Is It Too Late?

The longest letter I've ever written

I live in the countryside of southern Japan. I really love the scenery, and I hope that the beauty of nature will last forever. The backgrounds of these pieces are the mountains and rice fields that I see every day in my village. The texts are written by a lady who lives nearby. After the tragedy of Chernobyl, she studied about nuclear power plants. The more she got to know about nuclear power plants, the more she became aware of the danger of power plants. She says in this book,

We are all on board a ship, heading for the destruction of the earth.
Hurry and get off this ship!
We do not need nuclear power. And we cannot live hand in hand with it.

Text   We will all go back to the earth someday. Let us stop fighting, and killing each other. Do not kill, if you do not want to be killed. It is about time we started thinking of ways to live together in harmony. While we live on the same planet, letfs live happily together in peace, helping each other and sharing all the joy. Our lives will only last for some 80 years, and should be cherished. If things remain unchanged, men will perish from what they have created.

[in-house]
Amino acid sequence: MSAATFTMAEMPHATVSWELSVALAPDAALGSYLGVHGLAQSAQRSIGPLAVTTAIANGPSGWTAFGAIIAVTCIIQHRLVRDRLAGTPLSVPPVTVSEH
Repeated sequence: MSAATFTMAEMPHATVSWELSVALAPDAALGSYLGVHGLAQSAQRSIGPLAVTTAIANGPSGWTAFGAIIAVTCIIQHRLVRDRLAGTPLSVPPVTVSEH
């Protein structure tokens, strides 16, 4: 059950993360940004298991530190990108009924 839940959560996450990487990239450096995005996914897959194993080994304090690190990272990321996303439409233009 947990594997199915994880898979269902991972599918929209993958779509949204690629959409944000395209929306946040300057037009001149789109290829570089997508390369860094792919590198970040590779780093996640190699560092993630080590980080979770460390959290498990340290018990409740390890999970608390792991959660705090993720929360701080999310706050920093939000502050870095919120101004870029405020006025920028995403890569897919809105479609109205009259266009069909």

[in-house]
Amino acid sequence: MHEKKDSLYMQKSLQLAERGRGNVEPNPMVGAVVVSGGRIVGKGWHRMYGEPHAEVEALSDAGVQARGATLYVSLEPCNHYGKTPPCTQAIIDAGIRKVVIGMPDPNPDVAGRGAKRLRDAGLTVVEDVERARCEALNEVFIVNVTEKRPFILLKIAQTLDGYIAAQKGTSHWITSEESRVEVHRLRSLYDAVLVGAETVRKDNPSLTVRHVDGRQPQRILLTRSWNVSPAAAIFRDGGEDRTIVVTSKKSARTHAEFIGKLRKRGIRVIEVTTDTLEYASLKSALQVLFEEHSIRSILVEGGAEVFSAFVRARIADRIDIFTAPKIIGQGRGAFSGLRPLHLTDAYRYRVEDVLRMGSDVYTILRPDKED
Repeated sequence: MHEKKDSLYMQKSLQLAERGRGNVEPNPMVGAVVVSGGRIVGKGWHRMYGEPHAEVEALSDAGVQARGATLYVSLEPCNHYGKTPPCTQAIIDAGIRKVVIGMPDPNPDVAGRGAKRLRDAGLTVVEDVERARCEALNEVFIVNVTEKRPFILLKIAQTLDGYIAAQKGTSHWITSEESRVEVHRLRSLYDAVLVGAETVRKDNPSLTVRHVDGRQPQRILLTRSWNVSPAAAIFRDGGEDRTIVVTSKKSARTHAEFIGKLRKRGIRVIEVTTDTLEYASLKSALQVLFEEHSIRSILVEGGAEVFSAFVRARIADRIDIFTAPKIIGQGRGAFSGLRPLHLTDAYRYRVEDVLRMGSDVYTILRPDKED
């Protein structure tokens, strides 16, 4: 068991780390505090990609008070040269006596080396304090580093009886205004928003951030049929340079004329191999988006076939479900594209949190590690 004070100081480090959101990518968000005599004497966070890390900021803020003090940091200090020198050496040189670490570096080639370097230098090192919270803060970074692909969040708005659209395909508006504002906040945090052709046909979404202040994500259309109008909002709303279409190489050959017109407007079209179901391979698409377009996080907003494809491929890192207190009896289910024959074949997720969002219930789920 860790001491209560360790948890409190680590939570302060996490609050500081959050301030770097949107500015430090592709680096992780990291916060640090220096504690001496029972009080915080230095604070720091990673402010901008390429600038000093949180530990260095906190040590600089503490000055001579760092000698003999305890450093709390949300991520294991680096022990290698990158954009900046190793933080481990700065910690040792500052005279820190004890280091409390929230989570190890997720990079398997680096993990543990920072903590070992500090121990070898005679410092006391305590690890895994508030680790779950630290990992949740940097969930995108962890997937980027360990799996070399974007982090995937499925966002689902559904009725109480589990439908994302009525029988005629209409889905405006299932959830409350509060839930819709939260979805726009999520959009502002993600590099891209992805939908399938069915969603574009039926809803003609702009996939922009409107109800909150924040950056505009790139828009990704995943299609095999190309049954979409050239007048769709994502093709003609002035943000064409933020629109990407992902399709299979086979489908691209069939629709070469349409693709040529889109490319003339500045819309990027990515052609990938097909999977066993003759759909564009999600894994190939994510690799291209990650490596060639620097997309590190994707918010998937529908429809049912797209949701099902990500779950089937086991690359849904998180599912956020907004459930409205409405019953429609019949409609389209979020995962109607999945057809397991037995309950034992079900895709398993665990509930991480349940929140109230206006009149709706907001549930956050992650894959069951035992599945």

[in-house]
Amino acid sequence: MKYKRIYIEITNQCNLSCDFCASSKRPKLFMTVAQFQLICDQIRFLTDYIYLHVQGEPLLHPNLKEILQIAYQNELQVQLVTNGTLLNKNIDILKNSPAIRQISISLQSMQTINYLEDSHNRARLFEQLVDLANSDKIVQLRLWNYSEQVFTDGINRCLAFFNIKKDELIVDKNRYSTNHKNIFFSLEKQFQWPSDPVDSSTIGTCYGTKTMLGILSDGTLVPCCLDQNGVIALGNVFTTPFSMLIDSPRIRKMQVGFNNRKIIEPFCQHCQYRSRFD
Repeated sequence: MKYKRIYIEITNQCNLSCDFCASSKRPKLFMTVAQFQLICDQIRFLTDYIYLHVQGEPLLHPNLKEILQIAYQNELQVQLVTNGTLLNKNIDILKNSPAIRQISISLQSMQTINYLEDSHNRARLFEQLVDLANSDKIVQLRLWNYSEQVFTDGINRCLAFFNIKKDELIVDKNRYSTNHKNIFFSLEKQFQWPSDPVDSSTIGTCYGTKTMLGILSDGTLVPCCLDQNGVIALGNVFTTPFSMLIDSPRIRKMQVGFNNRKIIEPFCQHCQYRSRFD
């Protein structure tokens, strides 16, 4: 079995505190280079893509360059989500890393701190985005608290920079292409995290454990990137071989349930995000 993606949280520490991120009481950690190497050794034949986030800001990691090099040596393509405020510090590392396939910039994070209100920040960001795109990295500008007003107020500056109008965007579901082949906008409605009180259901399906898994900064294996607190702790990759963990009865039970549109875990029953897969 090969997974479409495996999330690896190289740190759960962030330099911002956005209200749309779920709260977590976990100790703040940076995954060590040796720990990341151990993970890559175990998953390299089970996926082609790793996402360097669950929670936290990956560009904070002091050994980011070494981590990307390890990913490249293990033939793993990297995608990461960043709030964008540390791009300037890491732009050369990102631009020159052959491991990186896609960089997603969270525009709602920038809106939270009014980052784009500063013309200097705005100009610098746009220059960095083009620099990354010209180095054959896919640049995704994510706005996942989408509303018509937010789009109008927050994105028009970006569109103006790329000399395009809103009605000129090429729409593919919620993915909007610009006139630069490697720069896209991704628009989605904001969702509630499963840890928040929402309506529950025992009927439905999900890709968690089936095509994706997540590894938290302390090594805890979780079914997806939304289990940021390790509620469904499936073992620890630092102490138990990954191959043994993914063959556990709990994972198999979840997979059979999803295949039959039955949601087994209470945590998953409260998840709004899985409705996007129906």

Sumi ink, Kakishibu (fermented persimmon juice)


Text   We do not pass on to the next generation the gifts of fresh air, clean water and a safe earth. We have enjoyed all the benefits that make our life comfortable and what we leave our children is deadly radioactive wastes. We have thought very little about the welfare for our children and grand children. What would our children say regarding our selfishness? We are at this moment doing such harmful things to them. And the reality is that many people just do not care about it. Isnft it a problem that we should all join together to solve? Tomorrow will be too late.

Sumi ink, Kakishibu (fermented persimmon juice)

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